As you read through the Bible there are five great eras; each one of which is introduced by the marvelous gift of miracles. Those five eras recounted in the Bible are first: creation; when you read the story in Genesis of creation, you read a miraculous story. Second: the age of the law; when you read the life of Moses, you read a story of miracle. Third: in the days of the apostasy, when you read the story of the revival under Elijah and Elisha, when the darkness of pagan idolatry was about to snuff out the life of the people of God, in that day of marvelous revival, you read of an era of miracle. A fourth: the era of the Christian dispensation; when you read the life of the Lord and the life of the apostles, you will read a continuing story of miracle. And the fifth and last is the consummation of the age; when we come to the denouement of all things and the end of history, you will read in the Revelation of a marvelous time of miracle.
So, miracle, the gift of miracles, rises and falls. There are times of intensive activity, as in the days of Moses; as in the days of Elisha and Elijah. There are times of extreme dormancy, as in the four hundred years between Malachi and Matthew, where there was not even of a voice heard of a prophet. Now, this gift of miracles is for authentication and substantiation. They are sign gifts that this man is from God and has a message from God. God said to Moses, “When you go down into the land of Israel, and they say, how do we know that God sent you? These shall be the signs that you shall present, they are accreditations. First: take the rod in your hand and cast it down, it will become a serpent. Pick it up by its tail, and it will be a rod again. Second sign, second miracle: put your hand in your bosom, throw it out, it is leprous; put your hand in your bosom, throw it out, it is whole again. Third sign: take water out of the river and pour it on the dry land, it will turn to blood” [Exodus 4:1-9]. These are authentications, this is God’s spokesmen.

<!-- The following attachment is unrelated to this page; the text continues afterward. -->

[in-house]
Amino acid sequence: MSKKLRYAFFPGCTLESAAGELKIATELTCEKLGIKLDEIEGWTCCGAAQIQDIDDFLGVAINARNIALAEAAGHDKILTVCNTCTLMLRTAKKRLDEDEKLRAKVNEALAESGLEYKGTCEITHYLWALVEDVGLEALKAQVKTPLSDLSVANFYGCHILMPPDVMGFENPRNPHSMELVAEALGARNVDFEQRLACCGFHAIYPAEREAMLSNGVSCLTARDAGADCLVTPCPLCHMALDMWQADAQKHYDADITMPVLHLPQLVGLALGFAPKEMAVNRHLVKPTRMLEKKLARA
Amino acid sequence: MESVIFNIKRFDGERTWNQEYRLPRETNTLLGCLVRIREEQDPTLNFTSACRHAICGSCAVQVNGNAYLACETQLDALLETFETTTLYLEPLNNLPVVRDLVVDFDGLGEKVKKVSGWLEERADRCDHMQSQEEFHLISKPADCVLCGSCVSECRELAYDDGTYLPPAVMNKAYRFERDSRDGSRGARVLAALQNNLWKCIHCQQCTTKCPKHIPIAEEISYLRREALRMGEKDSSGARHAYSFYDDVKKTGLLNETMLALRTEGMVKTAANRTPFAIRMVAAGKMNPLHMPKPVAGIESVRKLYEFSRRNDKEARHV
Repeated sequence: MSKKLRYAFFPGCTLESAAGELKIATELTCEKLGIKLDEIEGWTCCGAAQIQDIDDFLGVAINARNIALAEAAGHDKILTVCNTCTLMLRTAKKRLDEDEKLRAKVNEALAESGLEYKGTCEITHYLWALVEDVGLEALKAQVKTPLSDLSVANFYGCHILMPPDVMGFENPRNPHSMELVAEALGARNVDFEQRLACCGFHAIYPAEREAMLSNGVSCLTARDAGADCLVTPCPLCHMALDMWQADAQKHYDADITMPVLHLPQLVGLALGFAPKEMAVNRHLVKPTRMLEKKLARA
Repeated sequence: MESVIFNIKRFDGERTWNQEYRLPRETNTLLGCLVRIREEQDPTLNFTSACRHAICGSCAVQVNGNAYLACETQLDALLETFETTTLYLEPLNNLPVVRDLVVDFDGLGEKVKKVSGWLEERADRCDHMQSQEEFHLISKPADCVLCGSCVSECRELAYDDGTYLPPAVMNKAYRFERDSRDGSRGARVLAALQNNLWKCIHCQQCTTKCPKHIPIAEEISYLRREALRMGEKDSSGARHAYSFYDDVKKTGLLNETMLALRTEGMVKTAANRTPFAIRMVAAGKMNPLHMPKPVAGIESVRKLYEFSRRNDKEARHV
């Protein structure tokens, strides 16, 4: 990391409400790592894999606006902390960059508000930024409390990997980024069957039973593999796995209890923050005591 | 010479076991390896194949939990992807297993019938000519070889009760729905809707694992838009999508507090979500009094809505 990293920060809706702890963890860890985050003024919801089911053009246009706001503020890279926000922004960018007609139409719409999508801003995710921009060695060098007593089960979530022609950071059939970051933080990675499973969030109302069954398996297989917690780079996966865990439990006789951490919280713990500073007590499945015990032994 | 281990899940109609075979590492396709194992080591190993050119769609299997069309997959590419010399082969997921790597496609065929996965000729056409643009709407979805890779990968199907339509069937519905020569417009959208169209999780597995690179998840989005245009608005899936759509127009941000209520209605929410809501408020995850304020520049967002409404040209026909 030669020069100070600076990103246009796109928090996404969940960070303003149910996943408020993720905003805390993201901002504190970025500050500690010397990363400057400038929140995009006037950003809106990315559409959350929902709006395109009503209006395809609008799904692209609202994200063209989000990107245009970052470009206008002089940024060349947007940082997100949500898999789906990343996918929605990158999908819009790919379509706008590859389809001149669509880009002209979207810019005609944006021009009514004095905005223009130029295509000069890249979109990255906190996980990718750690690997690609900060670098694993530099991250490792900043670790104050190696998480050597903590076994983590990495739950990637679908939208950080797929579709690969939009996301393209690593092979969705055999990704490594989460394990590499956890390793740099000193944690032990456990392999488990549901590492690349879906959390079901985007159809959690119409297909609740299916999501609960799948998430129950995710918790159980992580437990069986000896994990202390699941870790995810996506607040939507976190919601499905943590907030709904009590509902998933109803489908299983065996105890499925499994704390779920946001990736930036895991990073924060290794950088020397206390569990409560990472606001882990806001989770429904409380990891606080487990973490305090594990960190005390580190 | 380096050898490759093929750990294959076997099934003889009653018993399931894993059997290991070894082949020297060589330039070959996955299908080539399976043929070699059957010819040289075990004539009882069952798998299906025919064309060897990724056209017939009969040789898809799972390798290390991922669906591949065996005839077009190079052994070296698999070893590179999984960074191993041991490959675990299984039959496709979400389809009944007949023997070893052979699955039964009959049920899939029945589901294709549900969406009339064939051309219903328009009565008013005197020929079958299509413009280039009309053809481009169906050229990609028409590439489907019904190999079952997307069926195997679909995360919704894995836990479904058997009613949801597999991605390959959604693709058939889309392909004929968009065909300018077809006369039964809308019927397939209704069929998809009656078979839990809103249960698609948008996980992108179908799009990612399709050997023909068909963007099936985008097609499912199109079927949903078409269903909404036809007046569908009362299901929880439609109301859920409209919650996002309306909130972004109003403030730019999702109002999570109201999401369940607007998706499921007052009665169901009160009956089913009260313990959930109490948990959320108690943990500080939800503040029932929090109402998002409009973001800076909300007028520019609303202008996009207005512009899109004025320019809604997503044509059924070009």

You see that in the life of our Lord, a miracle as an attestation, an authentication. In the story of the healing of the paralytic, borne by four, let down through the roof. When the Lord saw the paralytic on his pallet, the Savior said, “Son, thy sins be forgiven thee” [Mark 2:1-5]. And the Pharisees and the scribes who were gathered round said “This Man blasphemes! Who can forgive sins but God?” [Mark 2:7]. And the Lord replied, “Is it easier to say, thy sins be forgiven thee or to say, rise up and walk?” [Mark 2:9]. You might try it sometime and find out for yourself! “But that you may know that the Son of Man has power on earth to forgive sin,” parenthesis, (then said He to the paralytic), end parenthesis, “I say to thee, rise take up thy bed and walk.” And the paralytic stood up, carried his bed and walked [Mark 2:10-12]. The miracle was an attestation. It was sign. It was corroboration that the Lord was God, able to forgive sin.